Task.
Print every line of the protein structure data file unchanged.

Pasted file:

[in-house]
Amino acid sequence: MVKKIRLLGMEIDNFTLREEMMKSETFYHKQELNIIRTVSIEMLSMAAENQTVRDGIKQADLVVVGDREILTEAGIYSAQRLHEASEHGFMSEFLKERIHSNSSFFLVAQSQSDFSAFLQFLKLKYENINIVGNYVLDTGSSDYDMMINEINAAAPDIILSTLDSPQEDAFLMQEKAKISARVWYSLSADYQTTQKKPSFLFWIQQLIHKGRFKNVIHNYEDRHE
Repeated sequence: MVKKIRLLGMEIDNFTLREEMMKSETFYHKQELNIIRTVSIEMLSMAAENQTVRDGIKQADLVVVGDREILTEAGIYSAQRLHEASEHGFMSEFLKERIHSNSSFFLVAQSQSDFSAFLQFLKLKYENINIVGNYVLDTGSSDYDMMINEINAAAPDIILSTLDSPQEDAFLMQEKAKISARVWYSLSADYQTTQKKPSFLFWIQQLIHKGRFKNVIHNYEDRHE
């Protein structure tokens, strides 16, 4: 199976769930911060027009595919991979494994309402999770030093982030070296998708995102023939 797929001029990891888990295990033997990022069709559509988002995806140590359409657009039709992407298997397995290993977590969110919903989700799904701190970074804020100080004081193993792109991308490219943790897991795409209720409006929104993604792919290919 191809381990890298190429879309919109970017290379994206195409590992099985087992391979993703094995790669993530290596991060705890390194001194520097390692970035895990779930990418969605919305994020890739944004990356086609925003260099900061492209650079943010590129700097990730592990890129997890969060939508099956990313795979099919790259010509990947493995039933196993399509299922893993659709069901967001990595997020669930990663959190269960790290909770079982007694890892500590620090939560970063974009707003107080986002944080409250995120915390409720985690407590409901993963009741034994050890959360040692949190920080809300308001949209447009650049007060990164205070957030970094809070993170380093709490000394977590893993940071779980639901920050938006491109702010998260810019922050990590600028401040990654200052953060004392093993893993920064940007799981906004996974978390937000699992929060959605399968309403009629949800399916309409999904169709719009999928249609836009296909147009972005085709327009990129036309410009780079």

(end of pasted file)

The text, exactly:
[in-house]
Amino acid sequence: MVKKIRLLGMEIDNFTLREEMMKSETFYHKQELNIIRTVSIEMLSMAAENQTVRDGIKQADLVVVGDREILTEAGIYSAQRLHEASEHGFMSEFLKERIHSNSSFFLVAQSQSDFSAFLQFLKLKYENINIVGNYVLDTGSSDYDMMINEINAAAPDIILSTLDSPQEDAFLMQEKAKISARVWYSLSADYQTTQKKPSFLFWIQQLIHKGRFKNVIHNYEDRHE
Repeated sequence: MVKKIRLLGMEIDNFTLREEMMKSETFYHKQELNIIRTVSIEMLSMAAENQTVRDGIKQADLVVVGDREILTEAGIYSAQRLHEASEHGFMSEFLKERIHSNSSFFLVAQSQSDFSAFLQFLKLKYENINIVGNYVLDTGSSDYDMMINEINAAAPDIILSTLDSPQEDAFLMQEKAKISARVWYSLSADYQTTQKKPSFLFWIQQLIHKGRFKNVIHNYEDRHE
């Protein structure tokens, strides 16, 4: 199976769930911060027009595919991979494994309402999770030093982030070296998708995102023939 797929001029990891888990295990033997990022069709559509988002995806140590359409657009039709992407298997397995290993977590969110919903989700799904701190970074804020100080004081193993792109991308490219943790897991795409209720409006929104993604792919290919 191809381990890298190429879309919109970017290379994206195409590992099985087992391979993703094995790669993530290596991060705890390194001194520097390692970035895990779930990418969605919305994020890739944004990356086609925003260099900061492209650079943010590129700097990730592990890129997890969060939508099956990313795979099919790259010509990947493995039933196993399509299922893993659709069901967001990595997020669930990663959190269960790290909770079982007694890892500590620090939560970063974009707003107080986002944080409250995120915390409720985690407590409901993963009741034994050890959360040692949190920080809300308001949209447009650049007060990164205070957030970094809070993170380093709490000394977590893993940071779980639901920050938006491109702010998260810019922050990590600028401040990654200052953060004392093993893993920064940007799981906004996974978390937000699992929060959605399968309403009629949800399916309409999904169709719009999928249609836009296909147009972005085709327009990129036309410009780079």